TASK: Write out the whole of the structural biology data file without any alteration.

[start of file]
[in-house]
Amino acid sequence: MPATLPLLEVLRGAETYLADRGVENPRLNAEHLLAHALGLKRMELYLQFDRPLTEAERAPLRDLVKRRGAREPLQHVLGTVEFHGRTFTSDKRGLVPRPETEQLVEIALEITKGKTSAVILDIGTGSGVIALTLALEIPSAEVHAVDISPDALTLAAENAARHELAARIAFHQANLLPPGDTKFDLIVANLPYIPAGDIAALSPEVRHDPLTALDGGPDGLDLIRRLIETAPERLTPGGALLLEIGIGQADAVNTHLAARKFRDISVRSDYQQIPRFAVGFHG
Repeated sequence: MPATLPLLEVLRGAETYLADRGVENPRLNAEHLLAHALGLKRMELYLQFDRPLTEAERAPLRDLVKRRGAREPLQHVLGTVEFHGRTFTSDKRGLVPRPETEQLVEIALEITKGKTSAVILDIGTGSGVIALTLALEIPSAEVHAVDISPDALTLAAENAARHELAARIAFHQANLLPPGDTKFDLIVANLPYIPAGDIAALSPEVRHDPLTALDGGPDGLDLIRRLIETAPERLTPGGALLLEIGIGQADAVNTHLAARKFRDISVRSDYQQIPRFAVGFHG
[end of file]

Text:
[in-house]
Amino acid sequence: MPATLPLLEVLRGAETYLADRGVENPRLNAEHLLAHALGLKRMELYLQFDRPLTEAERAPLRDLVKRRGAREPLQHVLGTVEFHGRTFTSDKRGLVPRPETEQLVEIALEITKGKTSAVILDIGTGSGVIALTLALEIPSAEVHAVDISPDALTLAAENAARHELAARIAFHQANLLPPGDTKFDLIVANLPYIPAGDIAALSPEVRHDPLTALDGGPDGLDLIRRLIETAPERLTPGGALLLEIGIGQADAVNTHLAARKFRDISVRSDYQQIPRFAVGFHG
Repeated sequence: MPATLPLLEVLRGAETYLADRGVENPRLNAEHLLAHALGLKRMELYLQFDRPLTEAERAPLRDLVKRRGAREPLQHVLGTVEFHGRTFTSDKRGLVPRPETEQLVEIALEITKGKTSAVILDIGTGSGVIALTLALEIPSAEVHAVDISPDALTLAAENAARHELAARIAFHQANLLPPGDTKFDLIVANLPYIPAGDIAALSPEVRHDPLTALDGGPDGLDLIRRLIETAPERLTPGGALLLEIGIGQADAVNTHLAARKFRDISVRSDYQQIPRFAVGFHG